About Editing, About writing, About Writing, Character Development, T-minus

Deadlines, Skeletons, and Other Writing Maladies

So, it’s been roughly a week since my T-minus goal started (finishing my YA novel by December 31st). Granted, I’ve been working on the thing for about three years, so I’ve had quite a head start. But as you already know, I was tempted to drop the project when NaNoWriMo came along, which led me to make a commitment with you to force myself to finish the darn thing.

However, as if I wasn’t already treading on shaky ground, last week my kids decided to all get sick at the same time, which of course meant I had less time than usual to put toward my goal. But don’t get too disappointed just yet. Since I made the commitment to report my progress to you, my own attitude toward this project has changed for the better. I’ve been working more efficiently and focusing my energy on very specific changes. In fact, I am nine chapters into my developmental revision and things have improved quite a bit. Maybe having the pressure of a deadline does help overall performance.

So far I’ve been focusing on three specific aspects of the novel. Structure, flow, and plot holes. After all, we need to make sure the skeleton of the story is strong and clear before we move onto other aspects. One of the very valuable lessons I’ve learn this week through the application of absolute freak outs (due to the approaching deadline) and putting myself in the shoes of a reader is the indispensable need to discard anything I know deep inside me doesn’t really matter. Like the pair of pants three sizes too small from before I had kids that I still have in my closet. Sometimes we as writers tend to justify the continued existence of certain information in our stories for the sake of personal satisfaction. Let me give you a little piece of advice. If it doesn’t sound right, toss it. If it doesn’t enhance the story, toss it. If your first thought is, ugh that’s just wrong, toss it!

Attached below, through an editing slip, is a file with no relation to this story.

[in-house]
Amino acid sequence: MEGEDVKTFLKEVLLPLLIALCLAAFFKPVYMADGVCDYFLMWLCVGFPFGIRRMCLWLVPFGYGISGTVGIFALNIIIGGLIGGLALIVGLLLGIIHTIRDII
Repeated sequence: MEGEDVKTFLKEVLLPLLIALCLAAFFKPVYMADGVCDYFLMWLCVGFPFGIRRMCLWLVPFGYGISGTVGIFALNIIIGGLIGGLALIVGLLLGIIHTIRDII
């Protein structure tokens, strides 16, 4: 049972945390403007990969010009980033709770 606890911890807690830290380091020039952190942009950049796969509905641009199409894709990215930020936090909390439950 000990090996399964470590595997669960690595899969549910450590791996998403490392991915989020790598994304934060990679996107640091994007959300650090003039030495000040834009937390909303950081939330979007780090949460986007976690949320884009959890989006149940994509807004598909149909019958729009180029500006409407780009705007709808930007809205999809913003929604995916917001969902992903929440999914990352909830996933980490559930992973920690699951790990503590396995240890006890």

The second lesson of the week was in regards to my characters. Characters, too, have skeletons. They need to be well-built before we add any embellishments. My poor characters were suffering from a serious case of description deficiency. I had become so accustomed to seeing them in my head that I was failing to convey that vision on paper. They were ghostly apparitions of my subconscious, too obscure to picture clearly. And a character that no one can picture is a character no one will care about. So there, I had to prescribe myself a heavy dose of realism in order to bring out the uniqueness in each of them and make them memorable, because if no one cares about the characters of a story, the story itself is a waste of time.

If you are curious, I did this by asking the following questions:

  1. What do they look like? Is it easy to picture?
  2. Why do I care about them? How can I translate that into words?
  3. What makes him/her distinctive from others? Can I see this in the way they look, dress, and talk?

My current word count is 112,667, which isn’t totally outrageous for a YA fantasy novel. Still, I think I can do better. Thanks for sticking around throughout this crazy process. I’ll be updating you again next week. Also, feel free to keep me posted on your progress (on whatever it is you are working on). You can do this by leaving a comment below or shooting me an email. It’s no fun if I’m the only doing the sharing.

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